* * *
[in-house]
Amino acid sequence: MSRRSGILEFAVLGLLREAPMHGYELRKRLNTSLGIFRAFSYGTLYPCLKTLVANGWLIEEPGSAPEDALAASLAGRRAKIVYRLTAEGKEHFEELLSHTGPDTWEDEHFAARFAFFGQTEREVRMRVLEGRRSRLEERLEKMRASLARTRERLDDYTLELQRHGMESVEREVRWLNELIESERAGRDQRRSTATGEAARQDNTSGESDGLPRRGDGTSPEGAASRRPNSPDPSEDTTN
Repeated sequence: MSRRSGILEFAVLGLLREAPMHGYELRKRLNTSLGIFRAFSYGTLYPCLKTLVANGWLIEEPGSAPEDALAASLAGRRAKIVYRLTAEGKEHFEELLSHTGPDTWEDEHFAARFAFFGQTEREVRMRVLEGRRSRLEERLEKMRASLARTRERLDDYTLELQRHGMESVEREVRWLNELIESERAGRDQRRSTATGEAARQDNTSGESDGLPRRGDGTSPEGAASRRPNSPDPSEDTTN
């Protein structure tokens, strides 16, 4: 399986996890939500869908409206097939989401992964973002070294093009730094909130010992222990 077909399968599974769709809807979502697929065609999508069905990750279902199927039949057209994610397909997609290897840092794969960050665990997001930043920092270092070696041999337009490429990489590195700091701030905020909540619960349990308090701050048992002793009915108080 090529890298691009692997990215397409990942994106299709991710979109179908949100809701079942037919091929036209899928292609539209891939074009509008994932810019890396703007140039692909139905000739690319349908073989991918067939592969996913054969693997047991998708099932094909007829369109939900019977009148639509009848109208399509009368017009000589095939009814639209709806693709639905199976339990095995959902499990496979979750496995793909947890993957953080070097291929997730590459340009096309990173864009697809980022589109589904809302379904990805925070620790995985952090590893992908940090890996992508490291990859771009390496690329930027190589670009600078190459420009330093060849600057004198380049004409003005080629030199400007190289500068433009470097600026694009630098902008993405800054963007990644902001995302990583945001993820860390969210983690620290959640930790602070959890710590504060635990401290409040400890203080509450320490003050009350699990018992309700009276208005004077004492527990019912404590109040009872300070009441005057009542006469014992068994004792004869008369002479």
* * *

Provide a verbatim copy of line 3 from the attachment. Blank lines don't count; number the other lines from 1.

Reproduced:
Repeated sequence: MSRRSGILEFAVLGLLREAPMHGYELRKRLNTSLGIFRAFSYGTLYPCLKTLVANGWLIEEPGSAPEDALAASLAGRRAKIVYRLTAEGKEHFEELLSHTGPDTWEDEHFAARFAFFGQTEREVRMRVLEGRRSRLEERLEKMRASLARTRERLDDYTLELQRHGMESVEREVRWLNELIESERAGRDQRRSTATGEAARQDNTSGESDGLPRRGDGTSPEGAASRRPNSPDPSEDTTN